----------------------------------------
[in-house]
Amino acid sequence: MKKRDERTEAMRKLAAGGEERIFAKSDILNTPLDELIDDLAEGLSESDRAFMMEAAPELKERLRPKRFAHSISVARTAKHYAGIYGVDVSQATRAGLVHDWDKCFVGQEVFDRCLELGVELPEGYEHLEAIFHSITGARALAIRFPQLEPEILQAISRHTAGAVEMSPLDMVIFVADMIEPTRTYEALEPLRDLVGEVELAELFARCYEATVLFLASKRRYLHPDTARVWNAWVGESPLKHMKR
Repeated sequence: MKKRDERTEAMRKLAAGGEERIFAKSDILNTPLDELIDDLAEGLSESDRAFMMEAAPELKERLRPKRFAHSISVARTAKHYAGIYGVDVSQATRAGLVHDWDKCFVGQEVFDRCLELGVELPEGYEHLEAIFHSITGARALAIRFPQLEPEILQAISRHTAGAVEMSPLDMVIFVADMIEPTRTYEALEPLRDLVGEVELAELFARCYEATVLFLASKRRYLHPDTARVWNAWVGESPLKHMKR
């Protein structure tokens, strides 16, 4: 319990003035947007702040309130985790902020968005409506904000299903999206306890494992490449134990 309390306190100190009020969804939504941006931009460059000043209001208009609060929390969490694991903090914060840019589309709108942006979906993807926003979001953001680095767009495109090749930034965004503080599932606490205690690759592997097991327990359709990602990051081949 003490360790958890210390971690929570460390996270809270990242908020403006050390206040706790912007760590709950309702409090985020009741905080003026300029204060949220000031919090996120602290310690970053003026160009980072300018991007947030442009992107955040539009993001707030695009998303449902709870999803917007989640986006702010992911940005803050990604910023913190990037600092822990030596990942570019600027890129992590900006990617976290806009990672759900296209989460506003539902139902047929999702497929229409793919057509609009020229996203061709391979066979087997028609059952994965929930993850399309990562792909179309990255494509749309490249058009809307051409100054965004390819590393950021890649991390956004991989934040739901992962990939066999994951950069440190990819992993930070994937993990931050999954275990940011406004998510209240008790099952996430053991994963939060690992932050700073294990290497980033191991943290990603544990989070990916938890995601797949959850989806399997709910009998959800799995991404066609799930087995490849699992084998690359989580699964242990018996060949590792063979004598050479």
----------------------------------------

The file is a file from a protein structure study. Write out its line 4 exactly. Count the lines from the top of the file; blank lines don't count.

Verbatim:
């Protein structure tokens, strides 16, 4: 319990003035947007702040309130985790902020968005409506904000299903999206306890494992490449134990 309390306190100190009020969804939504941006931009460059000043209001208009609060929390969490694991903090914060840019589309709108942006979906993807926003979001953001680095767009495109090749930034965004503080599932606490205690690759592997097991327990359709990602990051081949 003490360790958890210390971690929570460390996270809270990242908020403006050390206040706790912007760590709950309702409090985020009741905080003026300029204060949220000031919090996120602290310690970053003026160009980072300018991007947030442009992107955040539009993001707030695009998303449902709870999803917007989640986006702010992911940005803050990604910023913190990037600092822990030596990942570019600027890129992590900006990617976290806009990672759900296209989460506003539902139902047929999702497929229409793919057509609009020229996203061709391979066979087997028609059952994965929930993850399309990562792909179309990255494509749309490249058009809307051409100054965004390819590393950021890649991390956004991989934040739901992962990939066999994951950069440190990819992993930070994937993990931050999954275990940011406004998510209240008790099952996430053991994963939060690992932050700073294990290497980033191991943290990603544990989070990916938890995601797949959850989806399997709910009998959800799995991404066609799930087995490849699992084998690359989580699964242990018996060949590792063979004598050479």